Another example of ink viscosity control devices is disclosed in Japanese Laid Open patent application No. 21723/1979. This device includes a means for sensing the viscosity of ink supplied and a control means responsive to the output signal from the sensing means for controlling the valves of a diluent reservoir and an ink reservoir, thereby maintaining a predetermined viscosity. The viscosity of ink is detected by detecting whether the quantity of ink emitted through a dummy nozzle is above or below a predetermined value. This viscosity measurement is also affected in accuracy by the ambient temperature, so that unless a means for maintaining the temperature of the dummy nozzle and its associated part at a predetermined level, the correct viscosity measurements are impossible.
The present invention was made to overcome the above and other problems encountered in the prior art ink viscosity control methods and devices. According to one embodiment of the present invention, fresh ink in the same quantity as the ink drops placed on the recording sheet is supplied to an ink reservoir and a diluent in the same quantity as the solvent evaporated from the collected ink drops is supplemented to the ink reservoir, whereby the viscosity of ink can be maintained at a predetermined level and subsequently high quality ink-dot images can be obtained.
According to another embodiment of the present invention, the quantity A of ink emitted from an ink drop generator as well as the quantity B of ink drops placed on a recording sheet are measured and a diluent in the same quantity as the difference between A and B is added to the collected ink, whereby the viscosity of printing ink can be maintained at a predetermined level and subsequently high-quality ink dot images can be obtained.
Referring to FIG. 3, an ink-jet printer of the type described with reference to FIG. 1 includes an ink-jet printing ink viscosity control device comprising a charge electrode drive circuit 16 for applying to the charge electrode 4 a voltage in response to a print signal; first and second digital counters 17a and 17b each for counting the number of times when the drive circuit 16 is activated or energized; that is, the number of ink drops charged by the charge electrode 4; an ink reservoir 18, a diluent reservoir 19, valves 20 and 21, a liquid-level detector 22 and a liquid-level probe 23.
The mode of operation is as follows. The mass mj of each ink drop emitted from the ink drop generator 3 is a function of the capacity of the pump 2, the diameter of the nozzle 9 and the synchronizing frequency of the piezoelectric crystal 10. In general, the mass mj is given by
mj =vo /fo
vo is the quantity of ink supplied to the ink manifold 8 per unit time interval, and
fo is the synchronizing frequency of the crystal 10.
It follows, therefore, that the quantity per unit time interval of ink drops placed on the recording sheet 6 is the product of the mass mj and the number of ink drops charged during the same time interval.
The charging times; that is, the number of ink drops charged, are counted by the first digital counter 17a up to 2N and then the second digital counter 17b takes over to count continuously beyond 2N. The counting up to 2N by the first counter 17a means that the quantity of 2N ×mj of ink has been consumed for placing the ink dots on the recording sheet 6. Then the fresh ink in the quantity equal to 2N ×mj is supplied to the ink reservoir 1 by opening the valve 20 of the fresh ink reservoir 18. Each uncharged ink drop loses some mass while it travels from the ink drop generator 3 to the gutter 7 and then is returned to the ink reservoir 1 because the solvent is evaporated as described elsewhere. As a consequence, even when the fresh ink is supplied to the ink reservoir 1 in order to compensate for the consumed ink 2N ×mj, the level of ink in the reservoir 1 is lower than a reference level at which the ink would reach unless the solvent of the uncharged and collected ink drops were not evaporated. Therefore, the diluent or the solvent is supplied in a quantity corresponding to the difference between the reference level and the present or actual level detected by opening the valve 21 of the diluent reservoir 19. More specifically, the liquid-level probe 23 is positioned at the reference or initial level which can be determined depending upon the results of experiments. When the actual level of ink is below the probe 23, the diluent is supplied until the liquid level reaches the probe 23. Then the liquid-level detector 22 generates the signal in response to which the valve 21 quickly shunts excess supply of the diluent to the ink recirculation system. When the second digital counter 17b has counted up to 2N, the fresh ink and the diluent are supplied again in the manner described above. The above-described compensation step is repeated every time when either of the counter 17a or 17b has counted up to 2N. As a result, the overall quantity of ink in the ink recirculation system can be maintained at an initial level and the viscosity of ink can be also maintained at a predetermined degree.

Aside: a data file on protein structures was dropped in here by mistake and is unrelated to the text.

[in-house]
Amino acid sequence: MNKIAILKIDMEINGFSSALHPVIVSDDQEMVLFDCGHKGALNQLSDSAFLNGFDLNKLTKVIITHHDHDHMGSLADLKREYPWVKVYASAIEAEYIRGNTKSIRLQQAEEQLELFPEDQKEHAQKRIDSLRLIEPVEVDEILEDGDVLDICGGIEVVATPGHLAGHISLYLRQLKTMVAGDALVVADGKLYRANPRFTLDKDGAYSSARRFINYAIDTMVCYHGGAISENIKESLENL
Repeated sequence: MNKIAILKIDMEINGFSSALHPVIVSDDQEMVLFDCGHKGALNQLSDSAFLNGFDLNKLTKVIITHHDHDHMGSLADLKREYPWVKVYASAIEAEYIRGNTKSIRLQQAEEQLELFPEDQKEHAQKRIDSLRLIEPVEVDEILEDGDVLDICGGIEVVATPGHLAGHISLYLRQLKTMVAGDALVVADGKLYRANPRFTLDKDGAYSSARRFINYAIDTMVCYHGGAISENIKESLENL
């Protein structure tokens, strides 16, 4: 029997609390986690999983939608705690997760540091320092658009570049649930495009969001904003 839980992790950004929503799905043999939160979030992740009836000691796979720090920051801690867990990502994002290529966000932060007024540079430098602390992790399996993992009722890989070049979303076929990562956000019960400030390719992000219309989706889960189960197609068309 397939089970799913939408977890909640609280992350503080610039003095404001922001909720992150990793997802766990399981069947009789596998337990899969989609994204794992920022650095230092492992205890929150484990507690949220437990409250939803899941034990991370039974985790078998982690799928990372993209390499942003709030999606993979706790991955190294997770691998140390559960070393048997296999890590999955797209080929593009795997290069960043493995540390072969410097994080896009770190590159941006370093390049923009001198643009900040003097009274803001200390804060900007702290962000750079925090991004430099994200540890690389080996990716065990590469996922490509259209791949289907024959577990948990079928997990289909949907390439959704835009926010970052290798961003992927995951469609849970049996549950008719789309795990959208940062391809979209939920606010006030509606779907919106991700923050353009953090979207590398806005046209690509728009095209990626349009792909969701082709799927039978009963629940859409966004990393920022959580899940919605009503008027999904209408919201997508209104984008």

In the case of an ink-jet printer of the type in which the charged ink drops are recovered while the uncharged ink drops are placed on the recording sheet, the difference between the synchronizing frequency of the crystal 10 and the charging frequency or times is obtained so as to determine the timing of supplementing the fresh ink and the diluent in a manner substantially similar to that described above.
The liquid-level probe 23 is of the direct contact type, but it is to be understood that an indirect or noncontact type probe such as a pair of a light-emitting element and a light sensor can be employed.
A second embodiment shown in FIG. 4 is substantially similar in construction to the first embodiment described just above except (A) that an auxiliary fresh ink reservoir 24 with a valve 20b is interposed between the ink reservoir 1 and the fresh ink reservoir 18 or more precisely its valve 20a and (B) that only one digital counter 17c is used.
According to the second embodiment, the fresh ink in the quantity equal to one supply; that is, 2N ×mj is previously stored in the auxiliary fresh ink reservoir 24 and when the counter 17c has counted up to 2N, the valve 20b is opened so that the fresh ink in the auxiliary reservoir 24 flows into the ink reservoir 1. In this case, the valve 20b remains opened for a time interval longer than a time interval required for discharging all the fresh ink in the auxiliary reservoir 24 whose capacity is equal to one supply; that is, 2N ×mj. Thereafter, the valve 20a is opened for a time interval longer than a time interval required for completely fill the auxiliary reservoir with the fresh ink supplied from the fresh ink reservoir 18 so that one supply; that is 2N ×mj ; is stored again in the reservoir 24. The fresh ink supplementing operation consisting of the above-described two sequential steps is repeated every time when the counter 17c has counted a predetermined number of evens 2N.